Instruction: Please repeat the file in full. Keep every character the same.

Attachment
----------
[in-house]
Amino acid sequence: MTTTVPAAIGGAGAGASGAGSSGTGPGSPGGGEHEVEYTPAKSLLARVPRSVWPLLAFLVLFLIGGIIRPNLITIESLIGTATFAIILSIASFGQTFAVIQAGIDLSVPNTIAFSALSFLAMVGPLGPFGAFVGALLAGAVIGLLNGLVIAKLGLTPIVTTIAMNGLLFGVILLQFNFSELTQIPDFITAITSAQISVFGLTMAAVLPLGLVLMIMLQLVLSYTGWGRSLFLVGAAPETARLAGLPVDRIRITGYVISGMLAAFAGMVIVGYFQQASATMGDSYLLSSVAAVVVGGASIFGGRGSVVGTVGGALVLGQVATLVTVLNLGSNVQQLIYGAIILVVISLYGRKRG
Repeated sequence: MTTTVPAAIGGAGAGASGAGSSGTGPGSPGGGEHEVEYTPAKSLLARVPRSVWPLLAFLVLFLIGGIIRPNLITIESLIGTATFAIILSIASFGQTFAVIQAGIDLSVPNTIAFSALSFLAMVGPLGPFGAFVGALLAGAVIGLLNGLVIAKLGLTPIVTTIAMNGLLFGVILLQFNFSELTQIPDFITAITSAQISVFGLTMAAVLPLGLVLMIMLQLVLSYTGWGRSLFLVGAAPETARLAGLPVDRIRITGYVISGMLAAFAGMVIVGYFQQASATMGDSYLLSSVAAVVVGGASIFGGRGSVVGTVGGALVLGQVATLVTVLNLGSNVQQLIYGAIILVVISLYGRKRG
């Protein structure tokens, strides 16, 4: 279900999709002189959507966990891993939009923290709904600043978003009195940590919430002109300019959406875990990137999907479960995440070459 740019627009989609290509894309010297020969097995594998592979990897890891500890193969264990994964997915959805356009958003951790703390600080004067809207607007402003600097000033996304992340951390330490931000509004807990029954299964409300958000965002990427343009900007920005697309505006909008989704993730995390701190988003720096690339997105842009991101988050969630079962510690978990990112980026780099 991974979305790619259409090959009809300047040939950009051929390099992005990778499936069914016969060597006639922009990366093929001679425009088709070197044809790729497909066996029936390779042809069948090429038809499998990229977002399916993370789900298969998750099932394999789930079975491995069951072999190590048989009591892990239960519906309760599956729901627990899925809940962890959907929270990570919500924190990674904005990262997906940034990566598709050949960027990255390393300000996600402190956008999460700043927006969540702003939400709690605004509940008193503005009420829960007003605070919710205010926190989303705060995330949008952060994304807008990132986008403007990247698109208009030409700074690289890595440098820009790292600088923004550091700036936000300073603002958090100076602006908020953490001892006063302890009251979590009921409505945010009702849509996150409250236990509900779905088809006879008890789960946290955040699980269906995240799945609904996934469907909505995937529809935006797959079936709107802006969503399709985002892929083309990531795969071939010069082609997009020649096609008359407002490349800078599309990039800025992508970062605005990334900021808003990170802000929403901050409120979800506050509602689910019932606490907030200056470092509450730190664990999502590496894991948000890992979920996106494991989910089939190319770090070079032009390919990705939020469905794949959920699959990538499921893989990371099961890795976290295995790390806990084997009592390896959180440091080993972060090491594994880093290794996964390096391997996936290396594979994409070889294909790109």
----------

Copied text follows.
[in-house]
Amino acid sequence: MTTTVPAAIGGAGAGASGAGSSGTGPGSPGGGEHEVEYTPAKSLLARVPRSVWPLLAFLVLFLIGGIIRPNLITIESLIGTATFAIILSIASFGQTFAVIQAGIDLSVPNTIAFSALSFLAMVGPLGPFGAFVGALLAGAVIGLLNGLVIAKLGLTPIVTTIAMNGLLFGVILLQFNFSELTQIPDFITAITSAQISVFGLTMAAVLPLGLVLMIMLQLVLSYTGWGRSLFLVGAAPETARLAGLPVDRIRITGYVISGMLAAFAGMVIVGYFQQASATMGDSYLLSSVAAVVVGGASIFGGRGSVVGTVGGALVLGQVATLVTVLNLGSNVQQLIYGAIILVVISLYGRKRG
Repeated sequence: MTTTVPAAIGGAGAGASGAGSSGTGPGSPGGGEHEVEYTPAKSLLARVPRSVWPLLAFLVLFLIGGIIRPNLITIESLIGTATFAIILSIASFGQTFAVIQAGIDLSVPNTIAFSALSFLAMVGPLGPFGAFVGALLAGAVIGLLNGLVIAKLGLTPIVTTIAMNGLLFGVILLQFNFSELTQIPDFITAITSAQISVFGLTMAAVLPLGLVLMIMLQLVLSYTGWGRSLFLVGAAPETARLAGLPVDRIRITGYVISGMLAAFAGMVIVGYFQQASATMGDSYLLSSVAAVVVGGASIFGGRGSVVGTVGGALVLGQVATLVTVLNLGSNVQQLIYGAIILVVISLYGRKRG
């Protein structure tokens, strides 16, 4: 279900999709002189959507966990891993939009923290709904600043978003009195940590919430002109300019959406875990990137999907479960995440070459 740019627009989609290509894309010297020969097995594998592979990897890891500890193969264990994964997915959805356009958003951790703390600080004067809207607007402003600097000033996304992340951390330490931000509004807990029954299964409300958000965002990427343009900007920005697309505006909008989704993730995390701190988003720096690339997105842009991101988050969630079962510690978990990112980026780099 991974979305790619259409090959009809300047040939950009051929390099992005990778499936069914016969060597006639922009990366093929001679425009088709070197044809790729497909066996029936390779042809069948090429038809499998990229977002399916993370789900298969998750099932394999789930079975491995069951072999190590048989009591892990239960519906309760599956729901627990899925809940962890959907929270990570919500924190990674904005990262997906940034990566598709050949960027990255390393300000996600402190956008999460700043927006969540702003939400709690605004509940008193503005009420829960007003605070919710205010926190989303705060995330949008952060994304807008990132986008403007990247698109208009030409700074690289890595440098820009790292600088923004550091700036936000300073603002958090100076602006908020953490001892006063302890009251979590009921409505945010009702849509996150409250236990509900779905088809006879008890789960946290955040699980269906995240799945609904996934469907909505995937529809935006797959079936709107802006969503399709985002892929083309990531795969071939010069082609997009020649096609008359407002490349800078599309990039800025992508970062605005990334900021808003990170802000929403901050409120979800506050509602689910019932606490907030200056470092509450730190664990999502590496894991948000890992979920996106494991989910089939190319770090070079032009390919990705939020469905794949959920699959990538499921893989990371099961890795976290295995790390806990084997009592390896959180440091080993972060090491594994880093290794996964390096391997996936290396594979994409070889294909790109």